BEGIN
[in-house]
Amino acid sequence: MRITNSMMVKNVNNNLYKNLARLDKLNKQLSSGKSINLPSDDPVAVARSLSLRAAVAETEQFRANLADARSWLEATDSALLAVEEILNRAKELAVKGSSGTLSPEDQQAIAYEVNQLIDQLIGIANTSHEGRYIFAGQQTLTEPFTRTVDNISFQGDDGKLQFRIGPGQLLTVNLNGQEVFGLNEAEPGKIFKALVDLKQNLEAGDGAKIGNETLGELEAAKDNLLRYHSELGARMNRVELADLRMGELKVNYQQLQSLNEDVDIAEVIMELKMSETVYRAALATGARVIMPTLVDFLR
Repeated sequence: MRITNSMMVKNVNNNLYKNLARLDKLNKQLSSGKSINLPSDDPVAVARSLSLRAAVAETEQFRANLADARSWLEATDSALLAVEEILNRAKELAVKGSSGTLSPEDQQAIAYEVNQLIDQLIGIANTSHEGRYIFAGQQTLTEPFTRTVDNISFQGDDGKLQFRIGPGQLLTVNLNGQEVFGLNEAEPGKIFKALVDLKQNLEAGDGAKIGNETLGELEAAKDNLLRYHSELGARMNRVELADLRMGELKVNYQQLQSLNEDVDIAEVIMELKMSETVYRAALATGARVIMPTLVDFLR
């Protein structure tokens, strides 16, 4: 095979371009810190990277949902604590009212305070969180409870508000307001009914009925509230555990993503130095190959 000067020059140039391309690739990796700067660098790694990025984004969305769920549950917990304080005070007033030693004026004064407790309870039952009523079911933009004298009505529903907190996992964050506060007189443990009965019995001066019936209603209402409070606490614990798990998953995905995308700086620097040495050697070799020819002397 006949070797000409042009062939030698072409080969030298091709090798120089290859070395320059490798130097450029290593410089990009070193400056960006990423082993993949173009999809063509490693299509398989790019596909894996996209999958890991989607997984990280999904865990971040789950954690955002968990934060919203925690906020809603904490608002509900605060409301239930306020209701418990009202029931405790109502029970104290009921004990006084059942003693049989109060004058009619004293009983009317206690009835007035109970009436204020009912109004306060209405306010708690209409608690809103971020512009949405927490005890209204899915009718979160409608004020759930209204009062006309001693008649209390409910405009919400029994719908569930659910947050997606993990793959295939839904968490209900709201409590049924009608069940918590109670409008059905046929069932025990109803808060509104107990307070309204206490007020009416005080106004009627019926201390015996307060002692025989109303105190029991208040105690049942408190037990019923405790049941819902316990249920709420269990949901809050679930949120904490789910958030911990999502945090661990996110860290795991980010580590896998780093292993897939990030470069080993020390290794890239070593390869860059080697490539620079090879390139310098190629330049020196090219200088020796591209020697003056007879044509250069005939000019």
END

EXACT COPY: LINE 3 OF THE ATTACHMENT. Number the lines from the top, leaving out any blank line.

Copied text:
Repeated sequence: MRITNSMMVKNVNNNLYKNLARLDKLNKQLSSGKSINLPSDDPVAVARSLSLRAAVAETEQFRANLADARSWLEATDSALLAVEEILNRAKELAVKGSSGTLSPEDQQAIAYEVNQLIDQLIGIANTSHEGRYIFAGQQTLTEPFTRTVDNISFQGDDGKLQFRIGPGQLLTVNLNGQEVFGLNEAEPGKIFKALVDLKQNLEAGDGAKIGNETLGELEAAKDNLLRYHSELGARMNRVELADLRMGELKVNYQQLQSLNEDVDIAEVIMELKMSETVYRAALATGARVIMPTLVDFLR